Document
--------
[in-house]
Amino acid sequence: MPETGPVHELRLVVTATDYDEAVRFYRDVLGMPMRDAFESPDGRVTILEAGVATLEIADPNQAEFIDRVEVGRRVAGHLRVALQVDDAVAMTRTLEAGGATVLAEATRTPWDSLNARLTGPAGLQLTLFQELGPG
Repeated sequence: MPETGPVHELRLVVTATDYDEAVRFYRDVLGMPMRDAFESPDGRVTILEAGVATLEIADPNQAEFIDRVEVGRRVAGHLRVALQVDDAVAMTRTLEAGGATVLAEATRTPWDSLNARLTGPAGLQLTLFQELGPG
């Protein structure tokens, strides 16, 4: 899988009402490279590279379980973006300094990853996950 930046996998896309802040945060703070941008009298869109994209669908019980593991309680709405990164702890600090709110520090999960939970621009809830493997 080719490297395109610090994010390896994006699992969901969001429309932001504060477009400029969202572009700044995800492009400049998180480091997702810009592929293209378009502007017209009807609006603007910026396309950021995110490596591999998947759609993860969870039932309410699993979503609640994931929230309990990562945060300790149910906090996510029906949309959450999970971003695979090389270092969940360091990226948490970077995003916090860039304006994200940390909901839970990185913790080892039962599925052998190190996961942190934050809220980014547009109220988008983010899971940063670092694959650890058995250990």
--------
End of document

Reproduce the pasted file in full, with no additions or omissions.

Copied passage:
[in-house]
Amino acid sequence: MPETGPVHELRLVVTATDYDEAVRFYRDVLGMPMRDAFESPDGRVTILEAGVATLEIADPNQAEFIDRVEVGRRVAGHLRVALQVDDAVAMTRTLEAGGATVLAEATRTPWDSLNARLTGPAGLQLTLFQELGPG
Repeated sequence: MPETGPVHELRLVVTATDYDEAVRFYRDVLGMPMRDAFESPDGRVTILEAGVATLEIADPNQAEFIDRVEVGRRVAGHLRVALQVDDAVAMTRTLEAGGATVLAEATRTPWDSLNARLTGPAGLQLTLFQELGPG
């Protein structure tokens, strides 16, 4: 899988009402490279590279379980973006300094990853996950 930046996998896309802040945060703070941008009298869109994209669908019980593991309680709405990164702890600090709110520090999960939970621009809830493997 080719490297395109610090994010390896994006699992969901969001429309932001504060477009400029969202572009700044995800492009400049998180480091997702810009592929293209378009502007017209009807609006603007910026396309950021995110490596591999998947759609993860969870039932309410699993979503609640994931929230309990990562945060300790149910906090996510029906949309959450999970971003695979090389270092969940360091990226948490970077995003916090860039304006994200940390909901839970990185913790080892039962599925052998190190996961942190934050809220980014547009109220988008983010899971940063670092694959650890058995250990």